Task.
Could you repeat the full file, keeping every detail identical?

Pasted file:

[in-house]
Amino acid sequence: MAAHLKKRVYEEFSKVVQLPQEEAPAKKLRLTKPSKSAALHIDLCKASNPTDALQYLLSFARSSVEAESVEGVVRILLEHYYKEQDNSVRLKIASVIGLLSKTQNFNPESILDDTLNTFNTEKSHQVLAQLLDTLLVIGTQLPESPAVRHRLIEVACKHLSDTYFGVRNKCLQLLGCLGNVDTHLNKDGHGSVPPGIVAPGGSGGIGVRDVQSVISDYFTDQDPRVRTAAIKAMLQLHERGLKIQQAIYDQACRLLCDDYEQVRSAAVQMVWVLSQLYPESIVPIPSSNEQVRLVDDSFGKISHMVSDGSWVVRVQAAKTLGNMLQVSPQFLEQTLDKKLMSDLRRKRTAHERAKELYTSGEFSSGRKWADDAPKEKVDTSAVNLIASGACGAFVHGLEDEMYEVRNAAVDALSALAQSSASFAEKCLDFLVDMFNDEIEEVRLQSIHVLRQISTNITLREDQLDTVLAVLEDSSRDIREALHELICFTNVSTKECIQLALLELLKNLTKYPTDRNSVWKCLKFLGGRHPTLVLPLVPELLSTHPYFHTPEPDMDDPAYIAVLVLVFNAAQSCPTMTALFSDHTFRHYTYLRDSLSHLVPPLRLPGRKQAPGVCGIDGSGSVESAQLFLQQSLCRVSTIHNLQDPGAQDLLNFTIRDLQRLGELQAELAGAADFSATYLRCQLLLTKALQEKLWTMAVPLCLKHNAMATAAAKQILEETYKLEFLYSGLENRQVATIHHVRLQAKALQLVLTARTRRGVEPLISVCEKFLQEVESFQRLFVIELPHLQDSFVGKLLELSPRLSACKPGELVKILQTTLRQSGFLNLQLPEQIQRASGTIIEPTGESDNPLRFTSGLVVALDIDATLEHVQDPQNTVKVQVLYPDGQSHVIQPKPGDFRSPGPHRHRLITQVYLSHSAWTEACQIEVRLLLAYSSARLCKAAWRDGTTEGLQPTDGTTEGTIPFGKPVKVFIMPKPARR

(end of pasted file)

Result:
[in-house]
Amino acid sequence: MAAHLKKRVYEEFSKVVQLPQEEAPAKKLRLTKPSKSAALHIDLCKASNPTDALQYLLSFARSSVEAESVEGVVRILLEHYYKEQDNSVRLKIASVIGLLSKTQNFNPESILDDTLNTFNTEKSHQVLAQLLDTLLVIGTQLPESPAVRHRLIEVACKHLSDTYFGVRNKCLQLLGCLGNVDTHLNKDGHGSVPPGIVAPGGSGGIGVRDVQSVISDYFTDQDPRVRTAAIKAMLQLHERGLKIQQAIYDQACRLLCDDYEQVRSAAVQMVWVLSQLYPESIVPIPSSNEQVRLVDDSFGKISHMVSDGSWVVRVQAAKTLGNMLQVSPQFLEQTLDKKLMSDLRRKRTAHERAKELYTSGEFSSGRKWADDAPKEKVDTSAVNLIASGACGAFVHGLEDEMYEVRNAAVDALSALAQSSASFAEKCLDFLVDMFNDEIEEVRLQSIHVLRQISTNITLREDQLDTVLAVLEDSSRDIREALHELICFTNVSTKECIQLALLELLKNLTKYPTDRNSVWKCLKFLGGRHPTLVLPLVPELLSTHPYFHTPEPDMDDPAYIAVLVLVFNAAQSCPTMTALFSDHTFRHYTYLRDSLSHLVPPLRLPGRKQAPGVCGIDGSGSVESAQLFLQQSLCRVSTIHNLQDPGAQDLLNFTIRDLQRLGELQAELAGAADFSATYLRCQLLLTKALQEKLWTMAVPLCLKHNAMATAAAKQILEETYKLEFLYSGLENRQVATIHHVRLQAKALQLVLTARTRRGVEPLISVCEKFLQEVESFQRLFVIELPHLQDSFVGKLLELSPRLSACKPGELVKILQTTLRQSGFLNLQLPEQIQRASGTIIEPTGESDNPLRFTSGLVVALDIDATLEHVQDPQNTVKVQVLYPDGQSHVIQPKPGDFRSPGPHRHRLITQVYLSHSAWTEACQIEVRLLLAYSSARLCKAAWRDGTTEGLQPTDGTTEGTIPFGKPVKVFIMPKPARR